Although demand’s exploding and home prices are rising swiftly, analysts are anticipating a market moderation in the next year. According to new projections, the fluctuation is forecasted to start in 2019.
Analysts at Freddie Mac are anticipating appreciation will decelerate to 3.1 percent in 2019, with home sales to soften at a 2 percent growth rate and total 6.44 million. 2018, however, is anticipated to bear out as it has in recent years—fast-growing prices, which Freddie is pegging to rise 7 percent, and sales up 3.3 percent to a total 6.32 million.
What’s causing the cycle to shift? One factor is mortgage rates, which have risen steadily this year; in fact, Freddie predicts 30-year fixed mortgages will have an average 4.9 percent rate by the close of 2018, and an average 5.4 percent rate by the end of 2019. The average 30-year rate sits at 4.66 percent today.
Climbing costs are not a demand deterrent, however—and even with the change in market momentum, consumers are confident in the economy, which facilitates more spending, including on homes.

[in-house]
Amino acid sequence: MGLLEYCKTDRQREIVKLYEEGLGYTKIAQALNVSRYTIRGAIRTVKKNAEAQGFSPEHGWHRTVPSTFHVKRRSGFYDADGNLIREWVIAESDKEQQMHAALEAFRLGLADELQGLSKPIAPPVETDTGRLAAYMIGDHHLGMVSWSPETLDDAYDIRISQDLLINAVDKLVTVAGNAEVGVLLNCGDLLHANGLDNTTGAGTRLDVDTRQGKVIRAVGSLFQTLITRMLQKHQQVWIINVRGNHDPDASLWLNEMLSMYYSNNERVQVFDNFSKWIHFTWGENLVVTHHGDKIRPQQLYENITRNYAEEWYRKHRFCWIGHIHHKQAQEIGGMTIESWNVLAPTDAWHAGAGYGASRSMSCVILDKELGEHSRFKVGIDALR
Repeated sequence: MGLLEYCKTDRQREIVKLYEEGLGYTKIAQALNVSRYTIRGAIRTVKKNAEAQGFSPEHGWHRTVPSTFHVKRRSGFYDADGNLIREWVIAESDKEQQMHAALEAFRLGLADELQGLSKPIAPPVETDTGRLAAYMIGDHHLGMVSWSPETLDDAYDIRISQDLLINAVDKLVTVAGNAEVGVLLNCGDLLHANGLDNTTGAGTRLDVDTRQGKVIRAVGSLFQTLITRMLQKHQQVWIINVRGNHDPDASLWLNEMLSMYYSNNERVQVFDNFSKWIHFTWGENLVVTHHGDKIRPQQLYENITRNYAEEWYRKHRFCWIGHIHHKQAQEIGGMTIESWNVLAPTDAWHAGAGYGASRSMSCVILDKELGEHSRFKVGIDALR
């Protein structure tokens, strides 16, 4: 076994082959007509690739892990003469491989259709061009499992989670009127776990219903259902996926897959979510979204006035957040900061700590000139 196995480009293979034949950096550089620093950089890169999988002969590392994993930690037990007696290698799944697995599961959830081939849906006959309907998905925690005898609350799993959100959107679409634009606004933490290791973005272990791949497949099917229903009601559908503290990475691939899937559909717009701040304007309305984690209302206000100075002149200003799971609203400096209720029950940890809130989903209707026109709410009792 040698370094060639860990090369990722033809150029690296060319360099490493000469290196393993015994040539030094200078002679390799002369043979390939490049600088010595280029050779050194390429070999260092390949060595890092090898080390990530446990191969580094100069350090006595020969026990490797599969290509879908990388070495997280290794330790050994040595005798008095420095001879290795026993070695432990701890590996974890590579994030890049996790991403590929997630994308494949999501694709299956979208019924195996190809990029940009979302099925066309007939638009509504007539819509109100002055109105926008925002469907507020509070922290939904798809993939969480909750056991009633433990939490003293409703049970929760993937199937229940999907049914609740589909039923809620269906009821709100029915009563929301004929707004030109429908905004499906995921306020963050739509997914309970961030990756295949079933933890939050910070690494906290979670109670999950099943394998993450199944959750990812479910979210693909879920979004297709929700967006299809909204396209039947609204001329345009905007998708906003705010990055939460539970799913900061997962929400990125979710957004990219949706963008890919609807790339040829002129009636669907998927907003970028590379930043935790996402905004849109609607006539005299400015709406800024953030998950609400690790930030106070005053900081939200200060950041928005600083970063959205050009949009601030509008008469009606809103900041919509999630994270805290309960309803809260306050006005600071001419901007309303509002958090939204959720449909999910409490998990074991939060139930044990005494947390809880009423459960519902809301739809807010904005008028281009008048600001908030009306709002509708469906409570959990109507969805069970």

Employment has gained meaningfully this year, hitting a milestone in spring, and the economy is expected to grow 2.7 percent, the analysts at Freddie project.
With the demand for homes not subsiding, a beef-up in inventory is necessary, says Sam Khater, chief economist at Freddie Mac.
“While this spring’s sudden rise in mortgage rates are taking up a good chunk of the conversation, it’s the stubbornly low inventory levels in much of the country that are preventing sales from really taking off like they should be,” Khater says. The underlying demand for buying a home is holding up, and will continue to do so, as long as the economy is generating solid job and income growth. Most markets simply need a lot more new and existing supply to cool price growth and give buyers enough choices.”